Marilynne Robinson writes her books, she does no revision. She writes from the first sentence of the first chapter, and if she gets to chapter six, 250 pages in, and she finds it’s not working, she throws the entire draft out and starts again. Now, if I had to do that, I’d be a plumber. I mean I have to do it the way that Tinkers — which is just like writing little bits and pieces on receipts from book stores and napkins — and kind of clawing and tearing and then kind of collage-ing it together and gluing and stapling it and then ripping it apart and putting it back together, and rewriting everything a 100,000 times.1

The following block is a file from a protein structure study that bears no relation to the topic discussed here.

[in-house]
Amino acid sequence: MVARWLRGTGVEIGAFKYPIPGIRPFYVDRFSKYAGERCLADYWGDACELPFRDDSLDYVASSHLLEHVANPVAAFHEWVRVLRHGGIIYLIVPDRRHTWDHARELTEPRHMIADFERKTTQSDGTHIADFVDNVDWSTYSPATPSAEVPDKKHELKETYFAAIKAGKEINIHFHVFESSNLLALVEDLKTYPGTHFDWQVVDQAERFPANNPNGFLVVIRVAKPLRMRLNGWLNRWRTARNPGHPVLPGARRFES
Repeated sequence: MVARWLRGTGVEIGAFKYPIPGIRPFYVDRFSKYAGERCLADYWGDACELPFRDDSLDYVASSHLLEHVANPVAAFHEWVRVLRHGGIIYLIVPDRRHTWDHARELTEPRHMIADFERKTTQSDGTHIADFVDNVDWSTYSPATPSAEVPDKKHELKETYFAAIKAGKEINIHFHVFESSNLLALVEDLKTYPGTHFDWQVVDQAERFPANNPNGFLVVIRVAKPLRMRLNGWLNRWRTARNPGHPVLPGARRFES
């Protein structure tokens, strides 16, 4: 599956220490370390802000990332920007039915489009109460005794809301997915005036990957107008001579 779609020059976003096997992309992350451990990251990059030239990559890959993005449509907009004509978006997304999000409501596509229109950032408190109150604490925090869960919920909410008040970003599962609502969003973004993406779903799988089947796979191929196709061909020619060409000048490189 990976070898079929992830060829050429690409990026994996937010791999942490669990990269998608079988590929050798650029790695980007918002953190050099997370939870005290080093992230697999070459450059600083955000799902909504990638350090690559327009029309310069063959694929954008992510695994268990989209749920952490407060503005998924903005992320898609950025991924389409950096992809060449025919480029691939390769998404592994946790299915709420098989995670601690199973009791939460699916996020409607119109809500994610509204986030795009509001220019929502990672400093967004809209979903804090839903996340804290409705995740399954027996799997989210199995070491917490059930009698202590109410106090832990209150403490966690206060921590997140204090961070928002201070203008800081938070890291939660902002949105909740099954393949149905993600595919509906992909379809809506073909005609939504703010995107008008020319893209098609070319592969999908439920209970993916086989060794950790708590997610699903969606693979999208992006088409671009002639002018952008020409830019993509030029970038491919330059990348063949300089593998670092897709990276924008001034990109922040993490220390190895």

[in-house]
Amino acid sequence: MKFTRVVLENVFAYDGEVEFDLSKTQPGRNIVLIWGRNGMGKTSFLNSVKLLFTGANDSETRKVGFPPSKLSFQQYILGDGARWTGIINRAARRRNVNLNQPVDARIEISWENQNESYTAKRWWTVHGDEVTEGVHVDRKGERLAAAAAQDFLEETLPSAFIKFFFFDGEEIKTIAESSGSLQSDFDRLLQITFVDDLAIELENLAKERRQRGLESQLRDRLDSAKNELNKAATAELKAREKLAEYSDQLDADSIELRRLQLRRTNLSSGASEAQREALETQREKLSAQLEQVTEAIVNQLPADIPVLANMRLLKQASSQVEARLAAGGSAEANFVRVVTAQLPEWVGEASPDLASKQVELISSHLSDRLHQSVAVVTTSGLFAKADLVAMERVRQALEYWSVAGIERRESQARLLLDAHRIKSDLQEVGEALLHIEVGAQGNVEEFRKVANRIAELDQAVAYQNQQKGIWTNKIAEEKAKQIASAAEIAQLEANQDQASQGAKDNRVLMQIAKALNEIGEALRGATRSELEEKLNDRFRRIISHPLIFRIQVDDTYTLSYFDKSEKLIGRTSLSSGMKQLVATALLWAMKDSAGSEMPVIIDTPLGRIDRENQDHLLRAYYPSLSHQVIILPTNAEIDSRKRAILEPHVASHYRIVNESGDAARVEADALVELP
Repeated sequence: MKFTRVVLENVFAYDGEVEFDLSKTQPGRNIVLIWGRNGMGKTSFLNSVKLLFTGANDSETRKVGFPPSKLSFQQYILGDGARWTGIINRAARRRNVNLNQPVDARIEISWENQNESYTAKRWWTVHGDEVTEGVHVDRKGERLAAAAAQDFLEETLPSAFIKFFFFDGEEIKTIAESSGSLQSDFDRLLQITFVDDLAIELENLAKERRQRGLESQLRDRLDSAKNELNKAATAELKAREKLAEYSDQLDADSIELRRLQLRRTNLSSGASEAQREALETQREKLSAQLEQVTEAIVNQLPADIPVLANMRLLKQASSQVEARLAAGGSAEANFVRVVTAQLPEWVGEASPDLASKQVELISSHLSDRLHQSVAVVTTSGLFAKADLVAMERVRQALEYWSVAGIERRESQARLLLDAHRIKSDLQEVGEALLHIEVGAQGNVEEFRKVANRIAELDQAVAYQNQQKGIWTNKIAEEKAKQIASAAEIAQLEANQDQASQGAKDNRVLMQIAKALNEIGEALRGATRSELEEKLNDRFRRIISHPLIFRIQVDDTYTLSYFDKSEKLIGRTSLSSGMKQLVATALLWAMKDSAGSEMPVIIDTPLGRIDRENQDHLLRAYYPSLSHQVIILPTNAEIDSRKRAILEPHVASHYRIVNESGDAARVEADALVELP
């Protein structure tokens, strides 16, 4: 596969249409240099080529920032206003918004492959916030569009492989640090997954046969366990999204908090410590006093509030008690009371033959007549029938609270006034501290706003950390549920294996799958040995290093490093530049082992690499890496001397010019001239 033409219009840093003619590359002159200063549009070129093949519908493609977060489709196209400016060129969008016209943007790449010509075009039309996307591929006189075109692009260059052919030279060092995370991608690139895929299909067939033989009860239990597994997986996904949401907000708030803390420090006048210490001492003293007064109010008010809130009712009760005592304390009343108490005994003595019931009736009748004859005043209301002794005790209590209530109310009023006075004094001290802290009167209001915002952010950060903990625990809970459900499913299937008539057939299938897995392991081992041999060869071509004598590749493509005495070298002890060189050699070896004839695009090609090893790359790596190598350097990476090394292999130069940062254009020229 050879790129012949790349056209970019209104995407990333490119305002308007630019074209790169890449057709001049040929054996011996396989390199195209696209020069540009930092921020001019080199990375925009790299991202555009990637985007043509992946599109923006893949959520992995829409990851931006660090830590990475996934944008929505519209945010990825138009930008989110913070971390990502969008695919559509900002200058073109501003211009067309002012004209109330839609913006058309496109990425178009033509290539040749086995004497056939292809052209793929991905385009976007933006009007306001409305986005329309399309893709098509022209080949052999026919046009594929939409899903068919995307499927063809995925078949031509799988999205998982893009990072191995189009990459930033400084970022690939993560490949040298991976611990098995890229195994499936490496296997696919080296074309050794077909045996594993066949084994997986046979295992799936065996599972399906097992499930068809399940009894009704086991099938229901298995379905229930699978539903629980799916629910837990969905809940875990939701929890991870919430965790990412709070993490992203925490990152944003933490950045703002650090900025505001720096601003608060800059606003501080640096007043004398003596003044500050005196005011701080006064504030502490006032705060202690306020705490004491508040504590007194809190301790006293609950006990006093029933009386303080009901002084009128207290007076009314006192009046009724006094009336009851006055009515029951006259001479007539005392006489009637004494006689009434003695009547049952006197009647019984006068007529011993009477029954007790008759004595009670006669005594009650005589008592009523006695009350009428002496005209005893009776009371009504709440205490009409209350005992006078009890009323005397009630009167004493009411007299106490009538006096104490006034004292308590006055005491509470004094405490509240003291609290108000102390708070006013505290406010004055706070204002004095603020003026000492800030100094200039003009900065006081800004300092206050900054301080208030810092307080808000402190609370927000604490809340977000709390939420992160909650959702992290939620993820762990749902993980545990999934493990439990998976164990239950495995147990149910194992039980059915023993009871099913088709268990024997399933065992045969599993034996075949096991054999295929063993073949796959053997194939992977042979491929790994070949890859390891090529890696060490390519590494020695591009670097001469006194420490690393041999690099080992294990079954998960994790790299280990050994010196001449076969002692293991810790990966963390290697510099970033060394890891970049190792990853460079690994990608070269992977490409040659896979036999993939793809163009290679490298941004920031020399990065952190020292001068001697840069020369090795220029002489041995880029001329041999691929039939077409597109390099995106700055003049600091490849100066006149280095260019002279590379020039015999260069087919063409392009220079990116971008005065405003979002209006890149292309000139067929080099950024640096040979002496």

That is incredibly inefficient, but through that process of continual distillation and revision, something like the vision of the book begins to emerge out of that — physicist call — they call it emergent properties. The more complicated a system becomes, the more properties that could not have been theoretically anticipated arise out of the interactions of the elements of the system. And to me, that’s one of the reasons why I write, is just to have things come up that I never could have thought up on my own.